Standing alongside Paul Wellstone on a lush Colombian mountainside, surrounded by coca plants, I could see the senator was worried. Three twin-engine airplanes had just done their best imitation of a Midwestern cropduster, leaving a thin mist of herbicide to settle into our skin, eyes, and digestive tracts. Blackhawk helicopters were swirling through the valley, keeping a lookout for the left-wing guerrillas and right-wing paramilitary groups embroiled in this nation's brutal civil war. But what concerned Wellstone the most was that he was running late for his next meeting. "I just don't want to leave a bad impression," he said, sweat dripping off the tip of his nose. "I promised these people I'd be there."
Like much of Wellstone's criticism of U.S. policy toward Colombia, the senator's plea to cut short this part of his two-day junket fell on deaf ears. Police commanders hovered about, explaining to us in minute detail how they were winning the war against coca. The senator was skeptical of their arguments but impressed by their commitment. "I admire them," he told me as a couple of officers blew up an immense laboratory that growers had been using to process coca leaves into a paste--the first step toward creating powder cocaine. When the bonfire died down, Wellstone's chaperones whisked us by helicopter to a secret landing strip allegedly used by drug traffickers, then fed us a hearty buffet lunch before finally allowing the senator to set off for his next appointment.
Wellstone may not have realized what he was getting into when he came to Colombia. According to U.S. government reports, Colombian cocaine production has doubled in the past five years, thanks in great measure to protection afforded by both factions in the civil war. A member of the Senate Foreign Relations Committee and one of only three U.S. senators who earlier this year voted against a $1.3 billion aid package for Plan Colombia--the Colombian government's amorphous $7 billion strategy to fight drugs and shore up its economy--Wellstone had read a few articles, sat through a half-dozen briefings, and taken in some debates on Capitol Hill. He knew that cutting the drug supply in a country like Colombia is no simple undertaking. Upward of 20,000 Marxist rebels compose three guerrilla groups that fight the government with homemade mortars and finance their war by extorting money from coca growers, drug traffickers, and legitimate businesses, and by collecting ransom from kidnappings. On the other side, nearly 10,000 paramilitary soldiers combat the rebels by killing suspected collaborators--sometimes with the help of the Colombian military. They get their money the same way the rebels do.
In Washington Wellstone had made his position on U.S. aid to Colombia quite clear: more action at home, less military hardware abroad. What irked him most was that almost half the Plan Colombia aid is to come in the form of helicopter gunships, military training, and technological equipment for a notoriously abusive and corrupt Colombian army. Further, President Clinton has begun bestowing the aid even though Colombia has failed to meet the human-rights conditions Congress imposed when the $1.3 billion was approved. Human rights, the senator declared, must be respected at all costs.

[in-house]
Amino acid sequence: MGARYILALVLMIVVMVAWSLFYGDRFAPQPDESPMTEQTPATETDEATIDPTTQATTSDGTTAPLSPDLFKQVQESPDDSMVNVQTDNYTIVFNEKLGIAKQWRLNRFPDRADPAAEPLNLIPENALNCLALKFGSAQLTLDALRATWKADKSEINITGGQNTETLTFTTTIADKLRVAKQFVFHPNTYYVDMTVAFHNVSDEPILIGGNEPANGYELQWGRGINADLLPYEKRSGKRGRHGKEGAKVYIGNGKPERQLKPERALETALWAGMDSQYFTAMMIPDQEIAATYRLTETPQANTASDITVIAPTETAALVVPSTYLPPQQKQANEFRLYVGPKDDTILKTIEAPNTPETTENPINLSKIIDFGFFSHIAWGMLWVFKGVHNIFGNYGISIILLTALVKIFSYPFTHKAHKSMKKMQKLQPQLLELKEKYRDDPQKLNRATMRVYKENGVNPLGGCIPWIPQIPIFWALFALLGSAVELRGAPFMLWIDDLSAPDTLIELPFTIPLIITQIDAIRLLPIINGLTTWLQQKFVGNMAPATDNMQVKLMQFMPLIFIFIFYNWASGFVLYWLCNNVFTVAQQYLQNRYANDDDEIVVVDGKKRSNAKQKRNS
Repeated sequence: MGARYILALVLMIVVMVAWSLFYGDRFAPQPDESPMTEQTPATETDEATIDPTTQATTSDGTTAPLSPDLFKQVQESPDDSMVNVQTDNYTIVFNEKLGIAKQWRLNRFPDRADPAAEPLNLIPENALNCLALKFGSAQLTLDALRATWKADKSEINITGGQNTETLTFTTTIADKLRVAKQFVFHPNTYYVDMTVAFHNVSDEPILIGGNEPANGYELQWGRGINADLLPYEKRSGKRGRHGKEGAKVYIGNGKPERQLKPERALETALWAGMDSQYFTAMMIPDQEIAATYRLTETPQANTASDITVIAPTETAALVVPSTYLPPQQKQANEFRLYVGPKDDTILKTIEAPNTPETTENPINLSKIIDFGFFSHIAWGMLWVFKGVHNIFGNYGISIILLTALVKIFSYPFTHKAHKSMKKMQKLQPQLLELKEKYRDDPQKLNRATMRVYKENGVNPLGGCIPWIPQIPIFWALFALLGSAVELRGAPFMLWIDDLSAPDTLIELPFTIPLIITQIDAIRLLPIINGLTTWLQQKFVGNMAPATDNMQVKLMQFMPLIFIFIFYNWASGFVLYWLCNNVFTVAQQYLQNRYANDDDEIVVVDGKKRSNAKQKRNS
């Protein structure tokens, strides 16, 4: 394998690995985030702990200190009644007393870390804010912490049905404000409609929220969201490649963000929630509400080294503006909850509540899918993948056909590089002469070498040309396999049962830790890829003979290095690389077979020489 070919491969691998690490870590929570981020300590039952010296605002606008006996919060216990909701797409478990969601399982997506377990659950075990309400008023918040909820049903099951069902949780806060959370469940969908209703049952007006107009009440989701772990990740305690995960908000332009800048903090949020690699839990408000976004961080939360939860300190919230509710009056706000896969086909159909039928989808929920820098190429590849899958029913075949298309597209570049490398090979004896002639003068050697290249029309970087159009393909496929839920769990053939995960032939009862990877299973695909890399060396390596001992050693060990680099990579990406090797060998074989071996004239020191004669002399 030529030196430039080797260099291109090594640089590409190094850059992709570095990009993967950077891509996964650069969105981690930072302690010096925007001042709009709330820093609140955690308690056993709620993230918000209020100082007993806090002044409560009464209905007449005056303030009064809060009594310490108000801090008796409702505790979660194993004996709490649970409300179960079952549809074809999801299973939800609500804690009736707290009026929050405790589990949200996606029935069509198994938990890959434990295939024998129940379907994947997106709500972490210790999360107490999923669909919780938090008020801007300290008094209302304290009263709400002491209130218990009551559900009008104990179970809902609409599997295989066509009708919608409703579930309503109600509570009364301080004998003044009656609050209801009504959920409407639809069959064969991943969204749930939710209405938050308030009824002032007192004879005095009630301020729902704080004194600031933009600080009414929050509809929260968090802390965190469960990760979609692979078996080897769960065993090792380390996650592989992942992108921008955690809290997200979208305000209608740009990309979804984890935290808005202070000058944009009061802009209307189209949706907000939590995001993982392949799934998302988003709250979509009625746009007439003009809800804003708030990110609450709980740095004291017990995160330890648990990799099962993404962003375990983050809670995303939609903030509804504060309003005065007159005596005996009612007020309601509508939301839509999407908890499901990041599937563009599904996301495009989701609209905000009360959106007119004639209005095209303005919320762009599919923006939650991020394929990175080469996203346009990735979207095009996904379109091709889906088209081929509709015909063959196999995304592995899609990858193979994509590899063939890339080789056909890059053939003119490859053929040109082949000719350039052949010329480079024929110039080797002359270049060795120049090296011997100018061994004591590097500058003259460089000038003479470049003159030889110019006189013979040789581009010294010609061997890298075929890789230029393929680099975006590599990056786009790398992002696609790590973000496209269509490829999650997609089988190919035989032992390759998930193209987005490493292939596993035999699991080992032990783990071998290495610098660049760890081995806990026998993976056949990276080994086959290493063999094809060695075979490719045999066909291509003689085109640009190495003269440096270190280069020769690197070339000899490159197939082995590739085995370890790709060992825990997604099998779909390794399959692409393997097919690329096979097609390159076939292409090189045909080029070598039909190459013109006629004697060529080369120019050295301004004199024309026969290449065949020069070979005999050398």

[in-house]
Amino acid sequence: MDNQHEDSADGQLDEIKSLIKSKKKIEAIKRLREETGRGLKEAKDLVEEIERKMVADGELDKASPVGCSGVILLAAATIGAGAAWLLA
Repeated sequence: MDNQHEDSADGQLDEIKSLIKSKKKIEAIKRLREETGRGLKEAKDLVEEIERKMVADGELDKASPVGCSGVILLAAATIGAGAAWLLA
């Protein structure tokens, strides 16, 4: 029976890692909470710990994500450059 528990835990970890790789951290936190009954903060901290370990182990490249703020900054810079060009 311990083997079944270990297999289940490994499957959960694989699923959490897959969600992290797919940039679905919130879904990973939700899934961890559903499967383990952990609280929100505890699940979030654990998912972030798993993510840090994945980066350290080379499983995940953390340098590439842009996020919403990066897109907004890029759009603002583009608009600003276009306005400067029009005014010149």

But as he was now discovering, Colombia looks very different when you're up close. The confident lawmaker was finding himself prefacing answers to my questions with phrases such as, "I hate to say two different things at once," and ending them with, "There are some other people I want to talk to." The day before he made his police-escorted trek through the coca fields, he'd met with Colombia's president, vice president, and defense minister. "I have as many questions now as before I came," he told me afterward. "The difference is, I have more appreciation for the people who are trying to do this."
As his plane tardily made its way to his final appointment, Wellstone was wondering: Who are the good guys and who are the bad guys? Having spoken with the highest-ranking government officials, he surmised they did need help to counter the increasingly powerful guerrillas--rebels who, as he put it, have "no ideology." But how? "Something has to be done," he muttered, almost to himself. It was an ironic echo of the same vague argument some of his Congressional colleagues had made to justify their support for U.S. aid just a few months before.
And now we were on our way to the blue-collar town of Barrancabermeja to meet with a dozen human-rights workers. Barrancabermeja boasts the highest homicide rate per capita in Colombia, which makes even the bravest natives wary of visiting. Certainly, no U.S. senator had dared set foot there before. But in many ways it was a perfect destination for Wellstone, combining everything that has fueled this nation's 40-year-old conflict. A city of 200,000 inhabitants located between two spectacular mountain ranges in the swampy netherlands of the country's central valley, it's home to Colombia's largest oil refinery. Sputtering oil fields dot the surrounding countryside, along with a network of pipelines that run through the low hills. The refinery itself lies along the muddy Magdalena River, which snakes its way through Colombia's most important economic corridor and up to the northern coast. To the west of town, gold and nickel deposits lie buried in the San Lucas mountain range--along with as many as 70,000 acres of coca fields. The city is also home to a black-market gasoline trade fueled by local families who puncture the pipelines and siphon fuel into empty milk cartons. Amid it all is the war, in which the two sides battle for control of the illicit businesses and extort money from the oil producers. In all, these armed groups have assassinated nearly 500 people in Barrancabermeja this year.